The daily collegian. (University Park, Pa.) 1940-current, December 09, 2010, Image 2

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    2 I Thursday, Dec. 9,2010
Sports commenator speaks to students
Sports commentator Leah Secondo held an intimate talk
with students Wednesday afternoon about life after gradua
tion and how to make a living as a journalist.
Students from the College of Communications attended
the talk with Secondo in the Poster Auditorium of Patemo
Since 1992, Secondo has been a freelance sports journalist
and broadcaster for several television networks, including
the Big Ten Network, CBS College Sports and ESPNU.
To read the full story, visit
Fraternity hosts underprivileged kids
Theta Delta Chi Philanthropy Chairman Trevor Cowser
announced the appearance of a special guest at the fraterni
ty's annual Christmas party for underprivileged kids
Santa Claus was coming.
TDC partnered with the sisters of Sigma Kappa to throw
their annual Christmas party for the children.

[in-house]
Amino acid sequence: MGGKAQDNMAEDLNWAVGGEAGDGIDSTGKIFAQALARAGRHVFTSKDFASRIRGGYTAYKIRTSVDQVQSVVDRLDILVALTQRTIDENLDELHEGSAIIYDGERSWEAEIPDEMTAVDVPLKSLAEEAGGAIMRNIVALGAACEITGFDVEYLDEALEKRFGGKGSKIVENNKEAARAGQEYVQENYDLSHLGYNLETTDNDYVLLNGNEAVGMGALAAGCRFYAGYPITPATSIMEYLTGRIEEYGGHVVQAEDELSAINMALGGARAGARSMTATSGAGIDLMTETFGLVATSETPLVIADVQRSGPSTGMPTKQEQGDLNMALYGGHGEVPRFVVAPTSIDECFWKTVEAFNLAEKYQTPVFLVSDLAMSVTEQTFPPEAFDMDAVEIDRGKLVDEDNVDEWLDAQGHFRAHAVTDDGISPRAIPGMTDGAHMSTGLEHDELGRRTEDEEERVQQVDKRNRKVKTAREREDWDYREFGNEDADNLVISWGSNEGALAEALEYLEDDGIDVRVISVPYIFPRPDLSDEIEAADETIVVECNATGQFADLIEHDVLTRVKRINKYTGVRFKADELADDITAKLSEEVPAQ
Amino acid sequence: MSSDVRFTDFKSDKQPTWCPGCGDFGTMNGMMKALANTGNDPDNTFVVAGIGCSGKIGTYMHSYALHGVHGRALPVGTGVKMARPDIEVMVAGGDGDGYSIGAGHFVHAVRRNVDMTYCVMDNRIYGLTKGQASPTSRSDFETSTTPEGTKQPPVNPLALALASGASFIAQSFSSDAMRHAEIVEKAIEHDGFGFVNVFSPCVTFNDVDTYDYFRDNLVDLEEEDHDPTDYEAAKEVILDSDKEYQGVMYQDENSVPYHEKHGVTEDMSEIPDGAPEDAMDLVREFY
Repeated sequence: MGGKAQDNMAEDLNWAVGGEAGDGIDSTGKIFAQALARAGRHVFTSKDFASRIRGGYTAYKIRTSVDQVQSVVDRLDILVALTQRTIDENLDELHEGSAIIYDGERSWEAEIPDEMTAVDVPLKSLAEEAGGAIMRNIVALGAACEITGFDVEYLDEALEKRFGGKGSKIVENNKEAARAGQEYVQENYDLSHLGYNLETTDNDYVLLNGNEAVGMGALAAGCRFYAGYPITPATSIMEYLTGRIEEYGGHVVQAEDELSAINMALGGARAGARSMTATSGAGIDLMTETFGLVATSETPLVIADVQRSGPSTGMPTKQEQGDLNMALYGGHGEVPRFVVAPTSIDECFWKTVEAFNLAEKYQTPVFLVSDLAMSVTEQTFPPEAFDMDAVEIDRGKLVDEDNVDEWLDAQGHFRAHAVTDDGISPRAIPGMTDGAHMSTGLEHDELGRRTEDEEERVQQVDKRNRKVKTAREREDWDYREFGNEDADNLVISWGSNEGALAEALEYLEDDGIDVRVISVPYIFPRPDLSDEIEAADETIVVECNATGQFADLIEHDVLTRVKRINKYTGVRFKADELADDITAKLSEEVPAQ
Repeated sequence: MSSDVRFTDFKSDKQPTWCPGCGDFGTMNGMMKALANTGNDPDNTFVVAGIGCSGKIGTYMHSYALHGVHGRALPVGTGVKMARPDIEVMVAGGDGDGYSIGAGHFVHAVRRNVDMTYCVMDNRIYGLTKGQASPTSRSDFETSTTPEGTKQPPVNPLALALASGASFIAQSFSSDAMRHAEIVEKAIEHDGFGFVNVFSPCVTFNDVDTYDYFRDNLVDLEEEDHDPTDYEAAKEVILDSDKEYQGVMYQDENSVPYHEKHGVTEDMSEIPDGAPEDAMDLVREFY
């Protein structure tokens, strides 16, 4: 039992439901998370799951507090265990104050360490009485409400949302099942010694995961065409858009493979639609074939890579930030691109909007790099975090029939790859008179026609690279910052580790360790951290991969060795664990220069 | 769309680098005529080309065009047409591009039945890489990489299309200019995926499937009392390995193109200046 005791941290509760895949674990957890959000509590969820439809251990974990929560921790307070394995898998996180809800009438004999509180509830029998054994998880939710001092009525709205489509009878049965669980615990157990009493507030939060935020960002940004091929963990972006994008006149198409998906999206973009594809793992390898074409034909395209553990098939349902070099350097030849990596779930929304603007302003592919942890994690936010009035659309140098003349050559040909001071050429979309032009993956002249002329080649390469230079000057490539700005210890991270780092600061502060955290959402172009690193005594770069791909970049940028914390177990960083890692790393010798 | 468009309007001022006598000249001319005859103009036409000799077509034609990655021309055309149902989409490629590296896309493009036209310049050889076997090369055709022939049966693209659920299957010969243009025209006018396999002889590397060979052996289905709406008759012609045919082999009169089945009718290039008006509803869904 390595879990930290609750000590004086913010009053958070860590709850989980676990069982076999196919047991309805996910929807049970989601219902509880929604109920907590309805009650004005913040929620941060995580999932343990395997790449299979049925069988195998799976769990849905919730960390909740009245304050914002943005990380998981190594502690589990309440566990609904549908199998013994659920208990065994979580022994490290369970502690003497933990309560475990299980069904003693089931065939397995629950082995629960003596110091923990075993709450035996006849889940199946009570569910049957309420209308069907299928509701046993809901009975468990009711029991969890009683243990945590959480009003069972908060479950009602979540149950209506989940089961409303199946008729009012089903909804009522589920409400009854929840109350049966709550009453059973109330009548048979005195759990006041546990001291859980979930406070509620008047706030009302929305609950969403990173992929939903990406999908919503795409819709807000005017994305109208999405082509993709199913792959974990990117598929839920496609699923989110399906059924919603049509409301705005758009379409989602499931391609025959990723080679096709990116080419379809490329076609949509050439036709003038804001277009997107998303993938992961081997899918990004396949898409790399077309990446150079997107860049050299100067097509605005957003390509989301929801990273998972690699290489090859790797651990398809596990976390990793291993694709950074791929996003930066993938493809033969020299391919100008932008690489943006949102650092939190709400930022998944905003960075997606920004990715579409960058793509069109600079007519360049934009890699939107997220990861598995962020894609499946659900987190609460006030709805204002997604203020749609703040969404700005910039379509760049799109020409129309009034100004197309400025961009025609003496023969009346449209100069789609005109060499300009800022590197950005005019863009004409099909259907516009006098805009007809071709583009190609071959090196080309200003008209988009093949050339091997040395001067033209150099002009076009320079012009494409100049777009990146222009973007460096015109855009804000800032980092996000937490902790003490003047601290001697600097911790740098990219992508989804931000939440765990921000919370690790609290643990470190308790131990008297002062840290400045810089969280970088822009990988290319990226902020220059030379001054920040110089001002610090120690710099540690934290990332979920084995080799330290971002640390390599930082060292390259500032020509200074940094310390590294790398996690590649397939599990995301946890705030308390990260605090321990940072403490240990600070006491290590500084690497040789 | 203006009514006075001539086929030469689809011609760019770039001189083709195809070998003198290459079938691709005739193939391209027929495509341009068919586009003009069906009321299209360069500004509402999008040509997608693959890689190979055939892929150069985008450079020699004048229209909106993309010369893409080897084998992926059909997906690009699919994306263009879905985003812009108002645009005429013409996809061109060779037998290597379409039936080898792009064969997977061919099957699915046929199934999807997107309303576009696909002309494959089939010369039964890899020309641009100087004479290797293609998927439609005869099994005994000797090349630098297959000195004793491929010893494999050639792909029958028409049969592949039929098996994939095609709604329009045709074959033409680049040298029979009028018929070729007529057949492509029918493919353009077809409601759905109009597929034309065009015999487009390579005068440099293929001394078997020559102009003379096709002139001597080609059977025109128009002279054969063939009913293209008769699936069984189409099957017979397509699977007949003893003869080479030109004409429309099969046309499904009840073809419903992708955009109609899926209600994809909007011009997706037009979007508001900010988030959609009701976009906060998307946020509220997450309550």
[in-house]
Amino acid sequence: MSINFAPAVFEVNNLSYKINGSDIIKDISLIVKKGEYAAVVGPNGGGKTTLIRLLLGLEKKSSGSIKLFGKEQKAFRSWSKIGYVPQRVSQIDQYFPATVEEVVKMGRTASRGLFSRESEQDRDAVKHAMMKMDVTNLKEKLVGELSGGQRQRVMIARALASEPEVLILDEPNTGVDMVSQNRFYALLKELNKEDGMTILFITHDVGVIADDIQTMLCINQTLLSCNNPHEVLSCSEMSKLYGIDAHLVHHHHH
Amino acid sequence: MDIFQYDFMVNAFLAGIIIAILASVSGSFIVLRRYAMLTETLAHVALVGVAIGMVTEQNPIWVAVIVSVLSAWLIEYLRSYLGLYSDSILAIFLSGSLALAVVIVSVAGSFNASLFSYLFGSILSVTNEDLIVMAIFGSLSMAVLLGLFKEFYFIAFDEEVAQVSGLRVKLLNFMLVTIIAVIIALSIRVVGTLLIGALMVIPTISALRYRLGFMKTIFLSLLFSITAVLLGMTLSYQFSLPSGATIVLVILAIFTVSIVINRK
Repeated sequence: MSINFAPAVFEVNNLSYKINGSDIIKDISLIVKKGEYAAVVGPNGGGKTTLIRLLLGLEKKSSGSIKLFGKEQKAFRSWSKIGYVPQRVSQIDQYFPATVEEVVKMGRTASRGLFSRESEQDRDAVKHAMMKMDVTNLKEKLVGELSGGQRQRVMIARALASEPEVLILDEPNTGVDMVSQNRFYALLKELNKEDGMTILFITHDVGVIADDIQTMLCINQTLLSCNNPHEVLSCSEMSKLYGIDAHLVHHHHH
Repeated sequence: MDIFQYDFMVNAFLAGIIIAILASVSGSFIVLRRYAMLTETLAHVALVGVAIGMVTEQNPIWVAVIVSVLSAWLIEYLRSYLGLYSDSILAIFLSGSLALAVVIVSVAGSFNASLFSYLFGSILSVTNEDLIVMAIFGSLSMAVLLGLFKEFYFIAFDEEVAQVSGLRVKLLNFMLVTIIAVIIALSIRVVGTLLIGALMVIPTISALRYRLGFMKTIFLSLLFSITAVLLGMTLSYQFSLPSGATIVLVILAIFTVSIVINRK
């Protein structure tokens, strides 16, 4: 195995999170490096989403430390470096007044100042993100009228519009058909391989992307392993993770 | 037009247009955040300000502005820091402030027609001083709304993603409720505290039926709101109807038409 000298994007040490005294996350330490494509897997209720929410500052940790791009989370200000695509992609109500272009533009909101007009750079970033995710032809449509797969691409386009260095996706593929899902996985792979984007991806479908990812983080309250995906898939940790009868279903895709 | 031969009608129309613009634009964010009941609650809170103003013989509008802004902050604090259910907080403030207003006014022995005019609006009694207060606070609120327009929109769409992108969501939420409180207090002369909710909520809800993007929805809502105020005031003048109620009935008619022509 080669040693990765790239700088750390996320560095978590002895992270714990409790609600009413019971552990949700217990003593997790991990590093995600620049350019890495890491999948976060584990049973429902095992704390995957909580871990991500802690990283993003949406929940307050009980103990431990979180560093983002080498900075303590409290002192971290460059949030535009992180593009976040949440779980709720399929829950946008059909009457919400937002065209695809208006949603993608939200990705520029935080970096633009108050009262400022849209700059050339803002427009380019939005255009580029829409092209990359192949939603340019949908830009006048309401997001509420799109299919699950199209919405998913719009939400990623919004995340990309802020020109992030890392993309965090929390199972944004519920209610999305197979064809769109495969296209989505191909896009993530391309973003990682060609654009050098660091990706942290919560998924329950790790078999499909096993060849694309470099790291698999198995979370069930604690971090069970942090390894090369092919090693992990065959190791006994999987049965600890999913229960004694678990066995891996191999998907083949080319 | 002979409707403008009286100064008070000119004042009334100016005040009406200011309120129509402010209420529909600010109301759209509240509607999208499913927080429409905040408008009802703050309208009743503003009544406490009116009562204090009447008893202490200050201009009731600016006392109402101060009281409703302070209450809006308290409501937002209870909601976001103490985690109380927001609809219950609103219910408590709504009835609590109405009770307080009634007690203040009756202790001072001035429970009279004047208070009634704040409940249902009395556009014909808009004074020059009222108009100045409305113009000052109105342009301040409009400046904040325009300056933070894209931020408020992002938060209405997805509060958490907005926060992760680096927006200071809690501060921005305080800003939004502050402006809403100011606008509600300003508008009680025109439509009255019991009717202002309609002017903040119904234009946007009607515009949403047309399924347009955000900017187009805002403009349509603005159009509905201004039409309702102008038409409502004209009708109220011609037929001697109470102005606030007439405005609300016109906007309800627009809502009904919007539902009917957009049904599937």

The children, who are part of the Bellefonte Youth Center
program, grinned as they high-lived a fraternity member
dressed up as Santa Claus.
The program helps children who come from low-income
families and have little time to spend with their parents, pro
gram manager Penny Homer said.
To read the full story, visit
Symphonic and Concert Bands to perform
Penn Staters have the chance to be transported to differ
ent eras in far-off lands tonight, by students taking their final
performing a concert.
The Symphonic and Concert Bands will perform a variety
of pieces from German, American and British composers at
8 tonight at the Eisenhower Auditorium.
"The concert has some very eclectic pieces, ranging from
different time periods and countries," said Dennis Glocke,
conductor for the Symphonic Band.
Glocke said the concert will be a great study break for stu
dents because they can come and listen to various kinds of
To read the full story, visit
Giuseppe Palmese of Drexel University will speak on
“Functional Thermosetting Polymers’’ at 10 a.m. in 102
Chemistry Building. The event is hosted by Michael Janik of the